One of the most hot-button issues in the hunting community is the debate over the ethics of salvaging or not salvaging meat from an animal that has been hunted and killed. Some hunters believe that the meat from any animal killed should be eaten, while others wouldn’t salvage any meat from anything if they weren’t required to do so. It’s probably safe to say that most of us fall somewhere in the middle of these two ways of thought.
Some folks are seriously offended by the fact that we are not legally required to—and normally don’t—keep any meat from brown/grizzly bears. But as with most things, there is more to it than meets the eye.
If you’re planning on doing any serious hunting in Alaska, you’ll be spending quite a few nights in a tent. In most of Alaska you can count on having at least some nasty weather, and the rule of thumb for hunting the Alaska Peninsula is that you’re going to have more nasty days than good ones.
The biggest factor down there and in many places in AK is the wind. At some points, we saw gusts of 60 mph or more, and most days there was a steady wind of 20 to 30 mph. Selecting the right tent and knowing where and how to set it up properly are crucial if you hope to survive, let alone have a successful hunt.
We’ve all been there: shivering in our sleeping bags for what seems like hours before we finally drift off to sleep. I’d put up with it for a long time, as I’m always trying to find a balance between weight, packability, and warmth in a sleeping bag. Even with a well insulated bag, it’s difficult to warm up and stay warm after being battered to near hypothermia by the elements.
My biggest problem in that respect is my feet, which are usually freezing when I crawl into the bag. It wasn’t uncommon for me to wake up several times during the night with numb toes. I have to credit my hunting partner Steve for the solution to my problem; a while back he told me this extremely simple but effective tip.
When hunting in Alaska, It’s hard to rate equipment on the basis of importance. It takes an assortment of several absolute must-haves, but one thing that is as important as any is a good binocular. Any serious hunting in these parts, especially for brown bears, moose, and sheep requires a lot of glassing.
There is no substitute for putting in the effort of painstakingly glassing over every nook and cranny of the landscape over and over again. Without it, you’re better off staying home. And in order to be successful, the better the optics the easier it is to get the job done.
Whether black or brown/grizzly, bears can be one of the trickiest animals to size up in the field. The tough thing is that there isn’t really anything on their body that you can consistently use as a reference. Animals like moose, caribou, and sheep are much easier, as their antlers and horns can be fairly accurately judged.
Bears, however, often appear bigger than they really are, and it’s also tougher to distinguish males and females. There are several things to look for, though, and with some practice anyone can get the hang of it.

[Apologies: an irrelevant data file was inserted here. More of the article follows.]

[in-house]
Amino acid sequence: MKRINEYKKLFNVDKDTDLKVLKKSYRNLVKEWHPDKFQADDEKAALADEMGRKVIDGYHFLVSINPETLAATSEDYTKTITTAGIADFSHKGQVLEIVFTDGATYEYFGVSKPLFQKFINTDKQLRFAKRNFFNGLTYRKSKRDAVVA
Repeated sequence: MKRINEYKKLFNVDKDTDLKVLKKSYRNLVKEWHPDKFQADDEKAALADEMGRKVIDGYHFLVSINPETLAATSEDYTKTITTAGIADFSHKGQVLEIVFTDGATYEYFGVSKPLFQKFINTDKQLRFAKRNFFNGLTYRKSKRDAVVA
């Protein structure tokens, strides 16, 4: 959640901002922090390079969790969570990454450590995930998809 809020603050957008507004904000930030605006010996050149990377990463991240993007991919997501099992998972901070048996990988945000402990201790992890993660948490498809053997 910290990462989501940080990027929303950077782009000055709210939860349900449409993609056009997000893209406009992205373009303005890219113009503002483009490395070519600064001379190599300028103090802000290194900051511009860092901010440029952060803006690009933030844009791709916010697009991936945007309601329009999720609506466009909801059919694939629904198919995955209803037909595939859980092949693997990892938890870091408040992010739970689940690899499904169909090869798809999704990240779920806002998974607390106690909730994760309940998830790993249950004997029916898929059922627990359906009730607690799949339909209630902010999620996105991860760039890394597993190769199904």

After taking two great bears in two days, we sure thought we were on a roll. However, as is often the case, we weren’t going to get off without having to pay our dues. As our focus went toward getting Steve’s bear, things slowed down for the next couple days. Gary and I spent the days fleshing our hides, then we would head out in the early evening.
The nice thing about brown bear hunting on the Alaska Peninsula is that the bears don’t really get moving until late in the evening. After making it back to camp with my bear hide and skull just after midnight, I was more than happy to be able to sleep in till noon the next day.
Surprisingly, the weather seemed to be holding for the second day in a row, so I spent the early afternoon beginning the overwhelming task of fleshing my bear hide. However with two uncut tags left, we once again headed out to glass later in the afternoon.
After spending all but a few hours of the first three days on the Alaska Peninsula stuck in the tent hiding from terrible weather, we finally had a sunny afternoon on opening day of the season. After all of the anticipation, we prepped our gear and headed down the beach to glass for bears that we could finally chase.
If there’s a stereotypical worry of any backpacker, camper or backcountry hunter, it’s camping in bear country. It’s probably safe to say that most of us have heard horror stories of people being dragged out of their tents, or hunters coming back at the end of the day to find their tent and camp completely destroyed. In order to hunt these brown bears, we had no option but to camp in some of the most bear-infested alder thickets in the world. We were between the mountains where they hibernate and the beaches they come to feed at — right smack dab in the middle of brown bear heaven. While there are plenty of schools of thought when it comes to camping among bears, here’s how it worked out for us.